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Grown Men Riding Scooters To Work Proves Why Sydney Will Never Be Cool 

Electric scooters and Sydney’s lockout laws have more in common than you might think…

Beards. Flannel shirts. Turmeric lattes. Chopping boards masquerading as plates. Inner city hipsters have taken a lot of schtick over the last few years. As have their corporate cousins, the “midtown bros,” whose penchant for long sleeved, pastel-coloured shirts, Patagonia vests and finance has inspired a piss-take Instagram account with over 86,000 followers.

However, there is now a new breed of embarrassing humans coming soon to a city near you. Individuals as oblivious as a Midtown Bro and as smug as a Hipster: Scooter Commuters. These “convenience kings” represent the second coming of The Geek, a mythical figure who has been absent from most people’s vernacular since the early years of high school.

But shacked up in their parents’ basements quoting Yoda, no longer they are. Inspired by their older brothers, MAMILs (middle aged men in Lycra), the Scooter Commuters have hopped off Reddit and onto the nations’ roads and footpaths, atop their electric steeds. And although they no longer wear Camelbacks, cargo pants and hiking boots, their ‘function over fashion’ mindset has not budged.

Electric scooters have arrived in Sydney.

While it’s not exclusively the domain of people who say things like, “iphones are overpriced garbage,” and wear t-shirts sporting the slogan, “Welcome to the dark side (we have cookies),” tech workers and backpack wearing businessmen are standing firmly (and one-leggedly) at the forefront of the scooter revolution.

But to make things more scientific, we must narrow down the definition. A Scooter Commuter is someone who values function over fashion. In other words, they don’t have to work in IT, but they do use Android products, don’t mind looking a bit dorky, and eschew establishments like, say, the gym, in favour of Extreme Toys Sydney.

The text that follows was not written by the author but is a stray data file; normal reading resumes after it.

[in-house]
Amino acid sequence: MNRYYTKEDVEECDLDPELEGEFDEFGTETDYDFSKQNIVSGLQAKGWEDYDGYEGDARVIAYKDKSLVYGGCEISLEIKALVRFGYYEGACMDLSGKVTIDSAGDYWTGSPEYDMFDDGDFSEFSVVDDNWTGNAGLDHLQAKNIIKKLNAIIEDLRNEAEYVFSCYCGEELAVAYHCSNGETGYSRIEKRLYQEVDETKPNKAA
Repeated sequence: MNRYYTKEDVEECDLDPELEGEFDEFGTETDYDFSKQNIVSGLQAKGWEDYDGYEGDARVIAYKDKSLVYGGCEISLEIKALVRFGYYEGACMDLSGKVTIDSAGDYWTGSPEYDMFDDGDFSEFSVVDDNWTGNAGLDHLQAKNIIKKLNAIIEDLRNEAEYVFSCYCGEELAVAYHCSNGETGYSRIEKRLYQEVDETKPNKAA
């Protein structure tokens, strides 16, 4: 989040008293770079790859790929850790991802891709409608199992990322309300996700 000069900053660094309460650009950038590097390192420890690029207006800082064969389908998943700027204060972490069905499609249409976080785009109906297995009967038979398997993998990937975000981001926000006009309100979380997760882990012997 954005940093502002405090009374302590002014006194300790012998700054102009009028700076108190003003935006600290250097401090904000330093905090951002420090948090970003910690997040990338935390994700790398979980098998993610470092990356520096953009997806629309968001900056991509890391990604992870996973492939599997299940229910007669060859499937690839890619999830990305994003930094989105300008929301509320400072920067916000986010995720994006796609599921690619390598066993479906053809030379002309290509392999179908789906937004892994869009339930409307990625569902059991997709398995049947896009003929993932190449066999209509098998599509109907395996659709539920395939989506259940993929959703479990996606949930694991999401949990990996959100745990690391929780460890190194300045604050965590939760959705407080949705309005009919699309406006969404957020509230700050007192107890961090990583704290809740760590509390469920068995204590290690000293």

This is why, although electric scooter-share companies like Lime are yet to expand to Sydney (they were held up by some legal issues in Brisbane), we are already seeing an uptick in the number of Scooter Commuters per km2 of the CBD—because Sydney is a city that values function over fashion (if you don’t believe me check out its nightlife laws).

Despite not yet having the scooter-structure of Los Angeles, where dockless scooters are on every street corner, Sydney has, from my methodical observations, embraced this phenomenon at a rate of one caramel frappuccino per week.

And for those of you who hated the yellow, dockless bikes (y’know, the ones that quickly ended up in trees and rivers), as Robinson Meyer recently pointed out in The Atlantic, you have good reason to be afraid, because unlike the oBikes, scooters may well succeed, “Despite their essential dorkiness.”

“They unite many of the best elements of traveling by car, bike, and foot.”

This is because dockless scooters are self powered (which allows you to get to your destination without looking like you just sweated through a tour de Sydney), faster than walking, nicer than getting the train, and only cost about $2-3 per ride.

The only problem is they make you look like an overgrown child.

So if Sydney really wants to become a sophisticated World City, there is only one sensible solution: ban dockless scooters, and prosecute their riders with extreme prejudice. Otherwise we’ll end up like New York, which was once the greatest melting pot of hot dogs and haute couture in the world, and now looks like this…

 

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Is ripping the Juul considered doping? #midtownuniform 📷: @mylestv

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